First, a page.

Mar 04 2021

Down Comes the Night by Allison Saft

To give you an idea of how much I hated the heroine, the first time she’s in mortal peril, I was hoping she wouldn’t survive. When she unfortunately does escape the potentially fatal consequences of the (self-inflicted) accident only to be later gravely wounded by a villain, I literally shouted with laughter because I was so over her nonsense and wanted her to die.

Honestly, I can put up with a lot from my reading, but to have a heroine — in this case Wren Southerland, a healer for the Danubian army — start out stupid and just keep doing stupid things while holding on to the bizarre idea that her stubbornness and selfishness come from being emotional instead of being a moron was almost too much for me to handle. I had to put the book away at the 92% mark when the heroine does something so idiotic that I needed to just sit by myself and take deep breaths in order to handle the swelling in my breast of rage, both at the author and at my need to persevere to the end of this deeply ludicrous book.

I mean, any sympathy I might have had with this protagonist was strained very early on in the book. Wren and her hardass commanding officer, Major Una Dryden, are out on patrol when they scare a spy right out of a tree. The spy breaks his arm rather grotesquely and Una makes the questionable, on many levels, decision to shackle him to the tree by his broken wrist. Wren wants to heal the boy, protesting sepsis and the need to interrogate a living subject, but Una tells her not to be so soft-hearted (!) and to guard him while she goes off to scout.

At this point, I was all “only assholes torture prisoners” and I was super glad Wren disobeyed orders and went to magically heal him anyway… except that the only way this complete numpty could think of to do so was to free him altogether from his shackles, NOT restrain him in any manner whatsoever, and then be terribly, horribly surprised when he runs away as soon as she heals him. I was aghast at how this allegedly seasoned military veteran could make such a rookie mistake but thought to myself, well, her heart’s in the right place, and surely the author is only having her start out daft only to redeem herself by learning to make good choices by the end…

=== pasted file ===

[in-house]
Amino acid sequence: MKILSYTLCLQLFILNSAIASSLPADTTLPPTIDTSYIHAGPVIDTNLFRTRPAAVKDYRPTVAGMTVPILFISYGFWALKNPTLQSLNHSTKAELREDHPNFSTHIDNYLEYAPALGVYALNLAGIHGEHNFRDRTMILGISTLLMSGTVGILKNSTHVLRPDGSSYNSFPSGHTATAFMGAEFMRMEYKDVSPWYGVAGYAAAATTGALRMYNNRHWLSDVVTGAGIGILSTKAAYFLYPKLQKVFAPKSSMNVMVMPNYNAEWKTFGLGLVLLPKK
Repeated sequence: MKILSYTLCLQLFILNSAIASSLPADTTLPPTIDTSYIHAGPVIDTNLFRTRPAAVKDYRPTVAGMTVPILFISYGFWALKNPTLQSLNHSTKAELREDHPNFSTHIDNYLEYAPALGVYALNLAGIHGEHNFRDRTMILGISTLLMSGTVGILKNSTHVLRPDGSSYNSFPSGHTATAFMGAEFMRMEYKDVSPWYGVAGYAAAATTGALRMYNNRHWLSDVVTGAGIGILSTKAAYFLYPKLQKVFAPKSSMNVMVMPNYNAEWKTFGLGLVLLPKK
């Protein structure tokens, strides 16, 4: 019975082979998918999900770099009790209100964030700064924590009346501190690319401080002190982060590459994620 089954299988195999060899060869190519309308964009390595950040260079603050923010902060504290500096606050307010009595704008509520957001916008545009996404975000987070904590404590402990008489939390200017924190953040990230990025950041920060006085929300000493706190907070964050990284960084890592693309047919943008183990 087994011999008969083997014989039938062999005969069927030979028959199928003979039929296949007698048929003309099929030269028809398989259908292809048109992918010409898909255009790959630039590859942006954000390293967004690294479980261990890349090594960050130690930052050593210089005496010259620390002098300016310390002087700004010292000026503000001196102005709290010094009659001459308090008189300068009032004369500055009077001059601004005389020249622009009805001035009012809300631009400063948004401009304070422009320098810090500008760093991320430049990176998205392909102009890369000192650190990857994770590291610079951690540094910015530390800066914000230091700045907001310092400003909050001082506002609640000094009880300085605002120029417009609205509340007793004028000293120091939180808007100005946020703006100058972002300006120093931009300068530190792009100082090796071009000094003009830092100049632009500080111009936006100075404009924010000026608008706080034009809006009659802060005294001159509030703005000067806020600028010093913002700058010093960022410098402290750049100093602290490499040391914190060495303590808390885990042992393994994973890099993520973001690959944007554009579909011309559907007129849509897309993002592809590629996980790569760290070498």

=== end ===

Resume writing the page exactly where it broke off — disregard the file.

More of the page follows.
But that’s a huge NOPE because Wren doesn’t learn a goddamn thing as she bumbles her way through high treason, betraying her only friend and running away to a creepy house in the neighboring, neutral country, where she finds herself not only healing but falling in love with her nation’s greatest enemy, Henry Cavill, I mean Cavendish, who is allegedly 19 years-old but talks like a hot, middle-aged British actor playing a particularly angsty role. It’s not exactly instalove but she does get all “I’ve been waiting so long for you to say I love you” when they’ve known each other maybe three goddamned weeks at that point! Plus, he’s an entire war criminal! Whose whole shtick is “I know I’ve done terrible things, but I’m sorry for them and will happily pay the price… once I’ve fixed my country and its relationship with yours, however long that takes, I guess.” Anyone with half a brain knows that that is total avoidant bullshit that does not actually take responsibility for his heinous acts but plays into the authoritarian “only I can fix it” mentality that people need to stop having if they actually want to build civil societies! (Ofc, Wren thinks this makes him romantic and noble, because she would.)

The plot itself is riddled with holes, particularly around that ridiculous climactic scene, and tho I did enjoy the merging of the medical with the mystical, as well as the bi representation even if it was in the form of this hopeless ninny, I was just deeply incensed by the nonsense idea that empathy makes you stupid. Wren is self-centered and self-pitying, but none of that is due to her ability to identify with the feelings of others. If anything, her empathy is depicted as a physical pull bordering on pain, thereby making it a selfish choice for her to do something seemingly kind, if seemingly foolish, for others when it’s really her way of remedying her own internal discomfort. Folks, that is not how empathy works in the real world! Empathy means offering what aid you can to those in need, not because you want to assuage your weirdly-placed guilt but because you know these people are suffering and you want to do what you can to alleviate their pain, not your own.

Absolutely infuriating novel. There was some good writing but it was otherwise a complete dumpster fire of dumbassery.

Down Comes The Night by Allison Saft was published March 2, 2021 by Wednesday Books and is available from all good booksellers, including

Want it now? For the Kindle version, click here.

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